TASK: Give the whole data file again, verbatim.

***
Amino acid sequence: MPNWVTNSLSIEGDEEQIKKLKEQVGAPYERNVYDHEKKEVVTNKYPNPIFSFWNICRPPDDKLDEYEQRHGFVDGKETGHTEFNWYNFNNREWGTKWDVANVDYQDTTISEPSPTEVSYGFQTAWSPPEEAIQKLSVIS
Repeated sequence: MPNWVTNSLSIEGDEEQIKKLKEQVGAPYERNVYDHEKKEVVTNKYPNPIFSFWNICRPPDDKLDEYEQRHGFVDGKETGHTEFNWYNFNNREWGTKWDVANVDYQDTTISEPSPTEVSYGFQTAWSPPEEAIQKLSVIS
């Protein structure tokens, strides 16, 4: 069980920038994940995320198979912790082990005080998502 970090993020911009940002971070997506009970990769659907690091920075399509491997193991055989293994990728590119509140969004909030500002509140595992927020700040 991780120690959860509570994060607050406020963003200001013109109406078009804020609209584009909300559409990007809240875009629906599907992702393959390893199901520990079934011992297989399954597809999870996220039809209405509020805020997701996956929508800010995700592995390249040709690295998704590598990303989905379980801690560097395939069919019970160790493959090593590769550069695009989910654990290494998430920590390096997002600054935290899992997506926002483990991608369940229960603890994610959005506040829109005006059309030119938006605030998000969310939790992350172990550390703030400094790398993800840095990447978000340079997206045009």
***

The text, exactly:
Amino acid sequence: MPNWVTNSLSIEGDEEQIKKLKEQVGAPYERNVYDHEKKEVVTNKYPNPIFSFWNICRPPDDKLDEYEQRHGFVDGKETGHTEFNWYNFNNREWGTKWDVANVDYQDTTISEPSPTEVSYGFQTAWSPPEEAIQKLSVIS
Repeated sequence: MPNWVTNSLSIEGDEEQIKKLKEQVGAPYERNVYDHEKKEVVTNKYPNPIFSFWNICRPPDDKLDEYEQRHGFVDGKETGHTEFNWYNFNNREWGTKWDVANVDYQDTTISEPSPTEVSYGFQTAWSPPEEAIQKLSVIS
């Protein structure tokens, strides 16, 4: 069980920038994940995320198979912790082990005080998502 970090993020911009940002971070997506009970990769659907690091920075399509491997193991055989293994990728590119509140969004909030500002509140595992927020700040 991780120690959860509570994060607050406020963003200001013109109406078009804020609209584009909300559409990007809240875009629906599907992702393959390893199901520990079934011992297989399954597809999870996220039809209405509020805020997701996956929508800010995700592995390249040709690295998704590598990303989905379980801690560097395939069919019970160790493959090593590769550069695009989910654990290494998430920590390096997002600054935290899992997506926002483990991608369940229960603890994610959005506040829109005006059309030119938006605030998000969310939790992350172990550390703030400094790398993800840095990447978000340079997206045009």